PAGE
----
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Billy Budd, based on Herman Melville's nautical allegory, is one of Britten's most challenging operas. This comprehensive guide considers the work from both literary and musical viewpoints. Melville's novella is discussed, as is the interpretation given to the novella by the librettists E. M. Forster and Eric Crozier. A detailed synopsis guides the reader through the musical and dramatic action of the opera and in a chapter devoted to the music, Britten's distinctive technique of tonal symbolism is analyzed to demonstrate the effectiveness of his musical response to the dramatic suggestions of Melville's story. The most important critical writings on Billy Budd are represented by an expanded version of Donald Mitchell's 1979 notebook on the opera. A final chapter charts the opera's stage history and fluctuating critical reception.
The vibrant world of jazz may be viewed from many perspectives, from social and cultural history to music analysis, from economics to ethnography. It is challenging and exciting territory. This volume of nineteen specially commissioned essays provides informed and accessible guidance to the challenge, offering the reader a range of expert views on the character, history and uses of jazz. The book starts by considering what kind of identity jazz has acquired and how, and goes on to discuss the crucial practices that define jazz and to examine some specific moments of historical change and some important issues for jazz study. Finally, it looks at a set of perspectives that illustrate different 'takes' on jazz - ways in which jazz has been valued and represented.
This Companion celebrates the extraordinary riches of the twentieth-century operatic repertoire in a collection of specially commissioned essays written by a distinguished team of academics, critics and practitioners. Beginning with a discussion of the century's vital inheritance from late-romantic operatic traditions in Germany and Italy, the text embraces fresh investigations into various aspects of the genre in the modern age, with a comprehensive coverage of the work of individual composers from Debussy and Schoenberg to John Adams and Harrison Birtwistle. Traditional stylistic categorizations (including symbolism, expressionism, neo-classicism and minimalism) are reassessed from new critical perspectives, and the distinctive operatic traditions of Continental and Eastern Europe, Russia and the Soviet Union, the United Kingdom and United States are subjected to fresh scrutiny. The volume includes essays devoted to avant-garde music theatre, operettas and musicals, filmed opera, and ends with a discussion of the position of the genre in today's cultural marketplace.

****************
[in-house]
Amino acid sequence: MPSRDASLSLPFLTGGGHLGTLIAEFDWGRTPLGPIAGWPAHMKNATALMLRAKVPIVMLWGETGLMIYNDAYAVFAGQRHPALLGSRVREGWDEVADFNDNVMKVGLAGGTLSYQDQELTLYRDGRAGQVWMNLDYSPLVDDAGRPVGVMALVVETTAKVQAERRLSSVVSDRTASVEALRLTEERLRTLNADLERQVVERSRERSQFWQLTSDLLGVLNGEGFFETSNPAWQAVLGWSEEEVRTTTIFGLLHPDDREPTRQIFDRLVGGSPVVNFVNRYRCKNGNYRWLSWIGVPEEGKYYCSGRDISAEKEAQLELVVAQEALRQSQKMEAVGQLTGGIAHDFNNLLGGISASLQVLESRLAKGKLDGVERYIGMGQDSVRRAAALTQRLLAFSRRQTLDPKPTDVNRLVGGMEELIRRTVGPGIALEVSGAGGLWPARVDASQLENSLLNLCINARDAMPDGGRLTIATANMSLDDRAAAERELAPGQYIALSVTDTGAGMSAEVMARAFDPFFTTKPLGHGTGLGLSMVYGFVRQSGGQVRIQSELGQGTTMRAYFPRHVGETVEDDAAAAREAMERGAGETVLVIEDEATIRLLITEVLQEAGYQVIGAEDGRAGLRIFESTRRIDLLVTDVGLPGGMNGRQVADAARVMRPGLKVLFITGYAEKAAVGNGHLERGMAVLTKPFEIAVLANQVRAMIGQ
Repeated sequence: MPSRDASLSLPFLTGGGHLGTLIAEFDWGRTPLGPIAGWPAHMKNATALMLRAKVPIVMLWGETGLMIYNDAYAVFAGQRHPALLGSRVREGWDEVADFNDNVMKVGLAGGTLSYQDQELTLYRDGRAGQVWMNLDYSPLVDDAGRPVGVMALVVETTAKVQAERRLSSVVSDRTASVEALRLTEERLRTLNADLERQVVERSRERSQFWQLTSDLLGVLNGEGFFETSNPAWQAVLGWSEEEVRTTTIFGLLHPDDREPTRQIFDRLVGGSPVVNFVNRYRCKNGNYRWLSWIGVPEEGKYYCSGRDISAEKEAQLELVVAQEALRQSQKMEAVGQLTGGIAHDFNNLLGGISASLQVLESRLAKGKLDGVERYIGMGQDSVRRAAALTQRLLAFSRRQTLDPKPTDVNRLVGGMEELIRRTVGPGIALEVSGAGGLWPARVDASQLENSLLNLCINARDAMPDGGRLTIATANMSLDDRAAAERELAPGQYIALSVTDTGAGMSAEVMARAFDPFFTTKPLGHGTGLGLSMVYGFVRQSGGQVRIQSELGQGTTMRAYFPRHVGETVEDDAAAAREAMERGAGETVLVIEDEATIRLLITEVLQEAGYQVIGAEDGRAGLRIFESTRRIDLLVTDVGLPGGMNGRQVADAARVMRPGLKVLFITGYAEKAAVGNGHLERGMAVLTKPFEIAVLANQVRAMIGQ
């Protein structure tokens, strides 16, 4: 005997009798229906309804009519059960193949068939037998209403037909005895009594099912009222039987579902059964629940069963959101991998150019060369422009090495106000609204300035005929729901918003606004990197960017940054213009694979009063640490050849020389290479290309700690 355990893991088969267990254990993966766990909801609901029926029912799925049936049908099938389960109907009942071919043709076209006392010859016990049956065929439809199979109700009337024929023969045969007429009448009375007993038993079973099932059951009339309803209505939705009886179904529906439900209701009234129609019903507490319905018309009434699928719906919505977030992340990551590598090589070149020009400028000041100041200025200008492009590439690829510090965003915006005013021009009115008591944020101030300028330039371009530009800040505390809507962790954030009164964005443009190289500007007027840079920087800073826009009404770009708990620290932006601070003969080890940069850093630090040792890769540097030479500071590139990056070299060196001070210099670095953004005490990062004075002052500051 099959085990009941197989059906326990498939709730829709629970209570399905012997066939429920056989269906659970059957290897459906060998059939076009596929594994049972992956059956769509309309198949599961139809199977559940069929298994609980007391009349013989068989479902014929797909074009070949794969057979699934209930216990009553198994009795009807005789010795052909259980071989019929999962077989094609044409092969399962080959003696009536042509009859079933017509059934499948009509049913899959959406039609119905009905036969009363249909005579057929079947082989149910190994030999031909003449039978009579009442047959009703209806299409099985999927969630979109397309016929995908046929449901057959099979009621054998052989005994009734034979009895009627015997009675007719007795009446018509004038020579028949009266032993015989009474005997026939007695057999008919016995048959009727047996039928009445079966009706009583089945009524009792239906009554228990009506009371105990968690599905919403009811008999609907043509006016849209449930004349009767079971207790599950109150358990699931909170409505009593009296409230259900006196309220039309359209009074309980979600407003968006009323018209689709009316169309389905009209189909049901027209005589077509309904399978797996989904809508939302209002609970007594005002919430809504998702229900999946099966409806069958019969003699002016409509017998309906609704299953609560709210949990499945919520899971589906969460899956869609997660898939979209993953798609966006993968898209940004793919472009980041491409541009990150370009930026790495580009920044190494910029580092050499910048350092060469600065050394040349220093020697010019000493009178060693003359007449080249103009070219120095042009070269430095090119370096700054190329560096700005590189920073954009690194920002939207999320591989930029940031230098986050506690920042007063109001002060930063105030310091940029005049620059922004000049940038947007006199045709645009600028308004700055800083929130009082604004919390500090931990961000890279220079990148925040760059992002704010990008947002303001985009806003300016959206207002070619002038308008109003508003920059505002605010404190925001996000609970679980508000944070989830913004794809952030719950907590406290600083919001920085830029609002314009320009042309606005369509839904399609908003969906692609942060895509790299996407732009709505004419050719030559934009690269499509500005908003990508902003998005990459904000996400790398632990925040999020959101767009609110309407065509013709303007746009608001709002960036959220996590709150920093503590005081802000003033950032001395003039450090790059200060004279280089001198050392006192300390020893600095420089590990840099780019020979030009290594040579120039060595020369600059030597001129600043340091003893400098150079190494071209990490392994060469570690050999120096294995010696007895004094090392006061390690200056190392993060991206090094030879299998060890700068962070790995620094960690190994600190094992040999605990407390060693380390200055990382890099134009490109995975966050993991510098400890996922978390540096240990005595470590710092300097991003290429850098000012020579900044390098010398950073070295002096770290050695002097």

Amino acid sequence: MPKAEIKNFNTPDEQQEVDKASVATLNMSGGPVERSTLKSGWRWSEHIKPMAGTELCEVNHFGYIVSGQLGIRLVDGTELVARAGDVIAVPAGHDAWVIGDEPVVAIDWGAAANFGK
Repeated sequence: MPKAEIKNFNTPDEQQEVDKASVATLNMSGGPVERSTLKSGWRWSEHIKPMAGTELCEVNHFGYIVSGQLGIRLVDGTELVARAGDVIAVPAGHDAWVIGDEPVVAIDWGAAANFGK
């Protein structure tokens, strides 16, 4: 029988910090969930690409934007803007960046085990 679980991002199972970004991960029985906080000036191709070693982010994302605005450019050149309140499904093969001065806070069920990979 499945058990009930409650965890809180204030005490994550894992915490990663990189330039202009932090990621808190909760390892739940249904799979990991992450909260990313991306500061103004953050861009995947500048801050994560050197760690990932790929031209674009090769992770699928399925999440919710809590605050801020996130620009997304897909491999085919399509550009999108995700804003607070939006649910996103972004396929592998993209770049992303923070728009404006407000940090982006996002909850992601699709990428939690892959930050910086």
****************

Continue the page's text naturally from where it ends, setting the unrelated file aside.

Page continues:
This book provides a comprehensive and lively introduction to the major trends in film scoring from the silent era to the present day, focussing not only on dominant Hollywood practices but also offering an international perspective by including case studies of the national cinemas of the UK, France, India, Italy, Japan and the early Soviet Union. The book balances wide-ranging overviews of film genres, modes of production and critical reception with detailed non-technical descriptions of the interaction between image track and soundtrack in representative individual films. In addition to the central focus on narrative cinema, separate sections are also devoted to music in documentary and animated films, film musicals and the uses of popular and classical music in the cinema. The author analyses the varying technological and aesthetic issues that have shaped the history of film music, and concludes with an account of the modern film composer's working practices.